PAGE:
some degree of proficiency in ethical deliberation. Accordingly, it
not be enough simply to survey a range of abstract moral theories, the
professional ethics of a discipline, or a vocational code of ethics
bringing them to bear fruitfully and responsibly on living moral
Nor will it suffice to introduce a range of divergent opinions without
giving students the tools to assess these. For instance, the
ethics of a discipline are appropriate E-topics provided that they are
brought to bear on contemporary problems.
For instance, students in a computer networking class
exposed to the emerging consensus in this field regarding ethical use
information technologies. But they then could be confronted with
questions of great concern today, such as:
For technical-occupational programs, the following might apply.
- Can intangible property rights be justified?
- Is it ethical to copy, pirate, or bootleg, the intellectual
works of others?
- Should everything posted on the Internet be considered
not, what aspects of a web page should be copyrighted?
- What is privacy and can strong privacy rights be justified?
- Who owns information — including medical histories, work
- What role should our government play in controlling
- How should we balance privacy v. free speech and access?
Each profession has implicit values. The ethical focus is to make
values explicit and to encourage reflection and discussion on
To satisfy the E-focus requirement, the occupational-technical
could integrate an ethical issues-curriculum into the technical
of the course. The ethical issues-curriculum might be accomplished
regular discussions, through a case method, or through studying the
Code of the profession involved. The ethical issues-curriculum could
In applying the E-focus hallmarks to such an obligation list, it is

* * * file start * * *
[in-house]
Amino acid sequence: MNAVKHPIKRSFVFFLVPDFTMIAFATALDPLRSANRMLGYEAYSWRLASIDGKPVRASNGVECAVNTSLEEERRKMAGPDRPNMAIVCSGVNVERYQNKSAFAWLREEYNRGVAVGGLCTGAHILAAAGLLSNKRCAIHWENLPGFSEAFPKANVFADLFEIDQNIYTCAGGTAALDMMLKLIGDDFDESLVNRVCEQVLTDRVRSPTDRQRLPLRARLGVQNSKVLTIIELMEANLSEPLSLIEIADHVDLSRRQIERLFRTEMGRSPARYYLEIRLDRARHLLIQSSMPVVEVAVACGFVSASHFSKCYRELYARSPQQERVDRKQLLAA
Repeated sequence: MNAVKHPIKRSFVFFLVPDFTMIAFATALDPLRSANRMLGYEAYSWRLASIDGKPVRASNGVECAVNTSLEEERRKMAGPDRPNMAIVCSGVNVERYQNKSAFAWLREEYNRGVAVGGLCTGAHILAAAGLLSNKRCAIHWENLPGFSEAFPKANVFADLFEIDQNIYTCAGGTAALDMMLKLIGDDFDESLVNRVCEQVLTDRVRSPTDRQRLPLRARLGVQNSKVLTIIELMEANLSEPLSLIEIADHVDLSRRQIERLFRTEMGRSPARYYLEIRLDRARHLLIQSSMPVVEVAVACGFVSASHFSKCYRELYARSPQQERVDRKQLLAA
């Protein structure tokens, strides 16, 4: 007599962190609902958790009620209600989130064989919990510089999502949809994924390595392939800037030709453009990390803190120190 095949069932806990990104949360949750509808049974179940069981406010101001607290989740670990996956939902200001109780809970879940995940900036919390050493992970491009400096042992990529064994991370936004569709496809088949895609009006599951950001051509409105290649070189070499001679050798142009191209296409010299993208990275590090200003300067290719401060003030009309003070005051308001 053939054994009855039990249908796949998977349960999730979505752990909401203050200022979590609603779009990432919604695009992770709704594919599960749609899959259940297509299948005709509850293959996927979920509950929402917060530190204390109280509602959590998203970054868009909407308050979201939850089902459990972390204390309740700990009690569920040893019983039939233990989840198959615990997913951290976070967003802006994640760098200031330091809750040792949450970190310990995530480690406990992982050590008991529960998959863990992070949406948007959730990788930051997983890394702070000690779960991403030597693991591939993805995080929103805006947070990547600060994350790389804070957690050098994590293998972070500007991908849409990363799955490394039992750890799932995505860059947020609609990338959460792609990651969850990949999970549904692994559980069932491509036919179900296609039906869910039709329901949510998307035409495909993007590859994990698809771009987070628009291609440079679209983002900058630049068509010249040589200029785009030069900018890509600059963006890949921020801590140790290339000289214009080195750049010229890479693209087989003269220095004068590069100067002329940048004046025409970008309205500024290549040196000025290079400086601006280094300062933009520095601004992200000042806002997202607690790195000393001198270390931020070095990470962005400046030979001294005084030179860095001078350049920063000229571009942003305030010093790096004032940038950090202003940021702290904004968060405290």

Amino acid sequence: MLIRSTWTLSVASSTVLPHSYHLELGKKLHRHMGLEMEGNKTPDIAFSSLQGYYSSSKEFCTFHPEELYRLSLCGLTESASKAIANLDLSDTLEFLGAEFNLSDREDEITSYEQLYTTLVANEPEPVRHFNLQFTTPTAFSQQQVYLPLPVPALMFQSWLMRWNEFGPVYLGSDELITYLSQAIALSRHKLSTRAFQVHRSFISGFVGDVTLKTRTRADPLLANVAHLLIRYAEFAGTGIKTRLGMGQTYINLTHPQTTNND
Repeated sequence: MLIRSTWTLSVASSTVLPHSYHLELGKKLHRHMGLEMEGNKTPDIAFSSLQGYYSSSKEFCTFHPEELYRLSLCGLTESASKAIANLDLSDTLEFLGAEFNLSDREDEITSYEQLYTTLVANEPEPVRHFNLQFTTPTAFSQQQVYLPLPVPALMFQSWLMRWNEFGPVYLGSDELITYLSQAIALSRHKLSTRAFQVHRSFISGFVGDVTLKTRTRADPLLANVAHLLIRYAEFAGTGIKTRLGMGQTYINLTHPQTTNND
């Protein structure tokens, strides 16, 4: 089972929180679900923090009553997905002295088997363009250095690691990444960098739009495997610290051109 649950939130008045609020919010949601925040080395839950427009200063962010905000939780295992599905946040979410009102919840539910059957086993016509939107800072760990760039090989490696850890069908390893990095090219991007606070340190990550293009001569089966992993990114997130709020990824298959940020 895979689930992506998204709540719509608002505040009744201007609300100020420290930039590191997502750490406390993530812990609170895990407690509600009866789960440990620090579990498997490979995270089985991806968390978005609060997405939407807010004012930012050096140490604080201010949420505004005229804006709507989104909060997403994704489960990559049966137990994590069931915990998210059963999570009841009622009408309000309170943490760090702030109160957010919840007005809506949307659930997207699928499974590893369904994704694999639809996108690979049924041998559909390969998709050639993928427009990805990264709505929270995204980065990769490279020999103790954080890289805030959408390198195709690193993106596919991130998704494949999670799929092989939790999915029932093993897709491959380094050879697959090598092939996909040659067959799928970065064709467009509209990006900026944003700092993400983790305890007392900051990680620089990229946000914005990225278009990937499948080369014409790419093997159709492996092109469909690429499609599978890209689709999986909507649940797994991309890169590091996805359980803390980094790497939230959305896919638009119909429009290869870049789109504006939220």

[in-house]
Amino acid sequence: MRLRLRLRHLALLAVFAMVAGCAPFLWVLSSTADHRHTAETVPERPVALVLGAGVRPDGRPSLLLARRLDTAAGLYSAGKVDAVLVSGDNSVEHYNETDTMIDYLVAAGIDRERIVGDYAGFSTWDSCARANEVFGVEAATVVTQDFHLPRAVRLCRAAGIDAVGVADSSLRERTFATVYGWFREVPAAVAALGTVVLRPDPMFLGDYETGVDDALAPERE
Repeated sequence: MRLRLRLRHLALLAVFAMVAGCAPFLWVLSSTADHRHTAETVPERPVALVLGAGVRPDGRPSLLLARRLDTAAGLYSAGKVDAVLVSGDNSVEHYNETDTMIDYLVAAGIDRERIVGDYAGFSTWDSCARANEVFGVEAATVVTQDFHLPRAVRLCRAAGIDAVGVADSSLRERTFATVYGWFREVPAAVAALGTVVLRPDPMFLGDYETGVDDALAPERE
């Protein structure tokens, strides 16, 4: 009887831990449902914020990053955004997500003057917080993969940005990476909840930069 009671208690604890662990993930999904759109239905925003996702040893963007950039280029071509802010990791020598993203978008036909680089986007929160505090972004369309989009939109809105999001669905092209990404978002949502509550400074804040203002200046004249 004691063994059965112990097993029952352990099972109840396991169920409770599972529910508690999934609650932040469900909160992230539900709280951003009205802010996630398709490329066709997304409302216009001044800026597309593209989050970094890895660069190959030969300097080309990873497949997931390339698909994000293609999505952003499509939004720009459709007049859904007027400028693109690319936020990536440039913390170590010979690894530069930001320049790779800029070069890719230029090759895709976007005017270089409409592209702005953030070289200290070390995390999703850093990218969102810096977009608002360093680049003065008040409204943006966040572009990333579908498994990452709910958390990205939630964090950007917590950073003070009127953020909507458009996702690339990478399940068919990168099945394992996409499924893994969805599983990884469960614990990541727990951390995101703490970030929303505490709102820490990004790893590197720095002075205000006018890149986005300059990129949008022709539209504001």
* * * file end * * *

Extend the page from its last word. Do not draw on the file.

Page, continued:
that students be given real-life deliberation contexts, such as:
- Obligations to oneself. To be the best
one can be. Emphasized would be personal integrity. The ethical focus
be on how to achieve happiness through quality work, excellence,
and the development of potential.
- Obligations to colleagues and trade. Respect for one's
Respect for those who do things differently. A willingness to support,
learn from, cooperate with, trust and teach others. An ability to
in a multicultural setting.
- Obligations to clients. Why the following are important:
delivering on a contract; solving the problems; and avoiding deception.
- Obligations to the larger society. Why
businesses have reasonable performance goals for all employees and
against pressure to achieve exorbitant financial results and profits?
should everyone be treated equally? Why should other cultures be
Why is respect for law important to society? Why should the less
be helped? Why should every child have a role model, a coach, a
a parent? Do affluent countries have responsibilities toward poor
- Obligations to the environment. Why is the health of the
important than profit? Why should nature be protected from blind
Application Cover sheet and Application
- In the context of the administration of justice, when should a
obligation to the larger society take precedence over an obligation to
one's colleagues and an internal "code of silence"?
- In the context of the aviation industry, how would the Code
Regulations Chapter 14, Federal Aviation Regulation, Part 61, Paragraph
37 regarding unauthorized conduct apply in situations of apparent cases
of obligation's conflict?
Form for Renewal of E-focus Designation
Course Evaluation Survey Form